By Ken Little
Recent federal tax bill is mostly good news for seniors and older taxpayers, several local CPAs said. The bill, signed in December by President Obama, extends breaks put in place under former President George W. Bush. It represents “a substantial victory for middle-class families across the country,” Obama said when the time the bill was signed.
Wealthy taxpayers will also benefit.
The bill stopped taxes from automatically going up on Jan. 1. It remains in effect for two years.
Many older Americans continue working to make ends meet in the current economy. The $658 billion package includes a 2 percent reduction in the Social Security payroll tax.
Workers who pay Social Security payroll taxes will see them reduced to 4.2 percent from the current 6.2 percent. The maximum tax break would be a little over $2,000, and the cut would expire after one year.
“You have got to be working (to receive it), so it really kind of left us where we were in 2010. Most 55-plus people should see a lower tax than they otherwise would have,” said Thomas Riley, a tax partner at Testone Marshall & Dicenza LLP in Syracuse.
Art Pearson, principal at Burdick and Pearson, CPAs, in Oswego, said the tax bill is generally positive for all Americans, including those 55 and over.
“The tax rates are going to stay the same for at least two years,” Pearson said. “You will notice that your payroll taxes collected on Social Security taxes will be less.”
The estate tax provision in the Obama compromise package has received a lot of publicity, primarily for what is perceived to be breaks given to those in high income brackets.
Obama and Republicans struck a deal that reinstates the estate tax at 35 percent and to exempt estates worth as much as $5 million per individual.
“Most people are not going to pay the estate tax, but a lot of people got excited about it,” Riley said.
That’s on a federal level.
“New York state is a problem because our taxes are high and our estate tax kicks in at $1 million,” Riley said. “With proper planning, most people can save most of their money. You’re not going to see that many people in Central New York affected.”
Pearson said New York will likely “decouple” from the federal adjustments, “so for New York state, a $1 million tax exemption is still in place.”
The estate tax “allows portability between spouses,” Pearson said. “Although you have no federal estate tax, there is going to be an opportunity even if you passed away in 2010 to apply the estate tax at the 35 percent, $5 million level and by doing that the value of the assets will get a step up in basis,” Pearson said. “What the step up in basis does, it allows you to use your estate best value for when your heirs sell one day. Heirs will have less tax when they sell their assets.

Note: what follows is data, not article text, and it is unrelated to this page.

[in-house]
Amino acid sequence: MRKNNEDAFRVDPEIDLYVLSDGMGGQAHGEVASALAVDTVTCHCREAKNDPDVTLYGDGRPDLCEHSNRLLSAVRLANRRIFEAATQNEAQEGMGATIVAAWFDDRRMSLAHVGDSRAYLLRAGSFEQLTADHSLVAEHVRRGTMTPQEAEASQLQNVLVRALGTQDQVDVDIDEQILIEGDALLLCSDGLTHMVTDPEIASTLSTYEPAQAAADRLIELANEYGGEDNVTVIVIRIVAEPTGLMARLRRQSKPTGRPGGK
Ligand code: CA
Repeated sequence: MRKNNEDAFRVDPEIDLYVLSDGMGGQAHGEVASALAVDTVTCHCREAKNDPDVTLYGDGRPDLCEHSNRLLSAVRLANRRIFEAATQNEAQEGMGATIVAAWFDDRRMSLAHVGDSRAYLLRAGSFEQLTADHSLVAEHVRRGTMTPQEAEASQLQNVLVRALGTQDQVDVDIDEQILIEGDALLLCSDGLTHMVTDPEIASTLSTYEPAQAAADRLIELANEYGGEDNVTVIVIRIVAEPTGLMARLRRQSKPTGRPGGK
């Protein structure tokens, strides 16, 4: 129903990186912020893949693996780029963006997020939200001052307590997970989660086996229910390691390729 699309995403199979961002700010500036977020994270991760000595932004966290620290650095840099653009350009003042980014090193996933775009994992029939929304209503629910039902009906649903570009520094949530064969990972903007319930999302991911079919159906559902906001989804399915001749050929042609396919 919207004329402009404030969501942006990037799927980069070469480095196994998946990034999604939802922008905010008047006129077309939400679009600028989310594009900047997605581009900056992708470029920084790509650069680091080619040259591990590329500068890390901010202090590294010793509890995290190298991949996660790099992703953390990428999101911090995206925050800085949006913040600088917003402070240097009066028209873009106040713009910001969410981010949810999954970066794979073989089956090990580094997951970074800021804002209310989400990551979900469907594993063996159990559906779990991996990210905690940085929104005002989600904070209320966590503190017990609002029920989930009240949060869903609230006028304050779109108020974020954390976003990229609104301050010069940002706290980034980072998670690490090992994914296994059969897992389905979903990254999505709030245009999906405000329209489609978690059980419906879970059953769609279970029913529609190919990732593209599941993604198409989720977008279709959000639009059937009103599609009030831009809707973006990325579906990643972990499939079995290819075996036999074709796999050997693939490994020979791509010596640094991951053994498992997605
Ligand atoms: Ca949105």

“If you have a good estate plan in place, you’re able to shelter up to $10 million in estate taxes. Generally you have an exclusion of $5 million (per person),” he said.
The 2009 estate tax limit was $3.5 million. There was no federal estate tax in 2010, and if the provision had not been included in the federal tax package, rates would have reverted to 2001 levels — $1 million for an individual or $2 million for a couple.
‘It would have been the last year of favorable tax provisions at the federal level,” Pearson said.
Individual tax rates will remain intact for 2011. Another benefit of the tax package is that capital gains and qualified dividends will have “the favorable (15 percent) tax rates most taxpayers have enjoyed since 2001”, Pearson said.
“If they want to sell stocks or receive dividends they’ll enjoy the tax rate they have enjoyed for the past nine years,” he said.
For the upcoming tax year, things will remain pretty much as they were, Riley said.
“Now it’s kind of status quo. You have a lot of the same (practices) you did the year before,” he said.
Older Americans need to take a comprehensive look at their financial picture at tax time, Riley said.
“It all ties together. A lot of things don’t stand on their own,” he said.
Deductions are one area to look at.
“You would be quite surprised how many people don’t itemize,” he said. Many older Americans opt for short forms or electronic filing and don’t
take advantage of deductions they could use, he said.
Seniors need to reassess health care options, Riley added.
“They need to look at health care and things like that. Costs are going up,” Riley said. “A lot of people don’t understand how expensive health insurance is.”
Another word of advice:
“People need to look at their wills to make sure they are set up properly,” Riley said.
“There are a lot of things you need to take into account, but overall, I would say it’s status quo.”